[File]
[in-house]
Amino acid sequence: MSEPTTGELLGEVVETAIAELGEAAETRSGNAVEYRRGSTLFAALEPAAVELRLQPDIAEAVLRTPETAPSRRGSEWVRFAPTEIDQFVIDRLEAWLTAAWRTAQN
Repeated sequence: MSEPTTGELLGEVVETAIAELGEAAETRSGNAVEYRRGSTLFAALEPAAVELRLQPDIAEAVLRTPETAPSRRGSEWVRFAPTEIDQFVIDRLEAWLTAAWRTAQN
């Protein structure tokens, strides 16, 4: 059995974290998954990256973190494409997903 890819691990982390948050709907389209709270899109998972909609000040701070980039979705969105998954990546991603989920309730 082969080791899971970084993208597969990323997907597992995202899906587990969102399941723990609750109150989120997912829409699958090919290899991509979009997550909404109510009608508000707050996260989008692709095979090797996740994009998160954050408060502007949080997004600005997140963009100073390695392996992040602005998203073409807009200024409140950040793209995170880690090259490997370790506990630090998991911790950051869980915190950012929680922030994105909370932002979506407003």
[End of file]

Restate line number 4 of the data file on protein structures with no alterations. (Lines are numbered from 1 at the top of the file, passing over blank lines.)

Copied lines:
């Protein structure tokens, strides 16, 4: 059995974290998954990256973190494409997903 890819691990982390948050709907389209709270899109998972909609000040701070980039979705969105998954990546991603989920309730 082969080791899971970084993208597969990323997907597992995202899906587990969102399941723990609750109150989120997912829409699958090919290899991509979009997550909404109510009608508000707050996260989008692709095979090797996740994009998160954050408060502007949080997004600005997140963009100073390695392996992040602005998203073409807009200024409140950040793209995170880690090259490997370790506990630090998991911790950051869980915190950012929680922030994105909370932002979506407003």